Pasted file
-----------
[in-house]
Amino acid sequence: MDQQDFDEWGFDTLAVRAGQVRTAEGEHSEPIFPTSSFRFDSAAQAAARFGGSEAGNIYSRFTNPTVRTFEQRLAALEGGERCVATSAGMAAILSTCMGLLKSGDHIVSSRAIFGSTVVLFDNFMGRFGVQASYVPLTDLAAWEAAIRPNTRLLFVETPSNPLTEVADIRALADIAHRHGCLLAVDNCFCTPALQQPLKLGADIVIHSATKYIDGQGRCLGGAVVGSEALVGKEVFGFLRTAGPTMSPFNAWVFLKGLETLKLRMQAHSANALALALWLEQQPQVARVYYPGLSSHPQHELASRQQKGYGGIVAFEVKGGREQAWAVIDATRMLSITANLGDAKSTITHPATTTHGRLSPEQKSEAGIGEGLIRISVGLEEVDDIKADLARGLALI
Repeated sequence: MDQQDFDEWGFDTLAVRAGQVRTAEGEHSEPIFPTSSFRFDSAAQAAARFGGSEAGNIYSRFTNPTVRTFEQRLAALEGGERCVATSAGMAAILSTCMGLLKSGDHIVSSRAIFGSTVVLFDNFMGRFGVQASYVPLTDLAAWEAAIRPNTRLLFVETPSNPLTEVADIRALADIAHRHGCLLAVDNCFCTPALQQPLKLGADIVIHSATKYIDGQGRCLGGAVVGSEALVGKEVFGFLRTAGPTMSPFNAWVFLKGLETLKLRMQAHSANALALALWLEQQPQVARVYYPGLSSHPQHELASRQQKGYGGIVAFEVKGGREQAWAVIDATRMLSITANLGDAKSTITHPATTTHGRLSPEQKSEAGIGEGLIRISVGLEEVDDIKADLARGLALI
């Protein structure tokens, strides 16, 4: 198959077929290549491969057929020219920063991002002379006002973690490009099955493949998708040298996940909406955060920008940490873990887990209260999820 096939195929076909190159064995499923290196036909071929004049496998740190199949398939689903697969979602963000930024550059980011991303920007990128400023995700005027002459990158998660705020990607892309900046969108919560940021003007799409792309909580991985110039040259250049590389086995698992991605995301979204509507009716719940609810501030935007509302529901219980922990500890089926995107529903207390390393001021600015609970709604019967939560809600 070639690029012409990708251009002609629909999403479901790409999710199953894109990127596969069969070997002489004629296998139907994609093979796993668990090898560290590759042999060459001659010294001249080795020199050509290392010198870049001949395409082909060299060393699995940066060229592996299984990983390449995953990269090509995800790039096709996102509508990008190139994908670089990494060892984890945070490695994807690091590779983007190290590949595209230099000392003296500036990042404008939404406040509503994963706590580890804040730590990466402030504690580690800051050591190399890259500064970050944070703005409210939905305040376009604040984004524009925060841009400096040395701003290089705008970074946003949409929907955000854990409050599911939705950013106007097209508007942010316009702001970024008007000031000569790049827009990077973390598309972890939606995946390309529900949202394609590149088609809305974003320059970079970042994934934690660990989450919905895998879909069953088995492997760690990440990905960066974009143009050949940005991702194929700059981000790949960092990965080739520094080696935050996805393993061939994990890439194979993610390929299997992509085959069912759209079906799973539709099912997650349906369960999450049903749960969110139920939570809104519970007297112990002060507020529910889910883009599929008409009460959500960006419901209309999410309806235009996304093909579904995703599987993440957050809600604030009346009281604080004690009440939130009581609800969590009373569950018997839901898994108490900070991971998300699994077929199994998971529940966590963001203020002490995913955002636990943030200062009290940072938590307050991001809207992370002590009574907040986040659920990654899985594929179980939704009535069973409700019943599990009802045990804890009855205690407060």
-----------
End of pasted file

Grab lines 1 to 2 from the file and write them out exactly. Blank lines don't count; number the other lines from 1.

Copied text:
[in-house]
Amino acid sequence: MDQQDFDEWGFDTLAVRAGQVRTAEGEHSEPIFPTSSFRFDSAAQAAARFGGSEAGNIYSRFTNPTVRTFEQRLAALEGGERCVATSAGMAAILSTCMGLLKSGDHIVSSRAIFGSTVVLFDNFMGRFGVQASYVPLTDLAAWEAAIRPNTRLLFVETPSNPLTEVADIRALADIAHRHGCLLAVDNCFCTPALQQPLKLGADIVIHSATKYIDGQGRCLGGAVVGSEALVGKEVFGFLRTAGPTMSPFNAWVFLKGLETLKLRMQAHSANALALALWLEQQPQVARVYYPGLSSHPQHELASRQQKGYGGIVAFEVKGGREQAWAVIDATRMLSITANLGDAKSTITHPATTTHGRLSPEQKSEAGIGEGLIRISVGLEEVDDIKADLARGLALI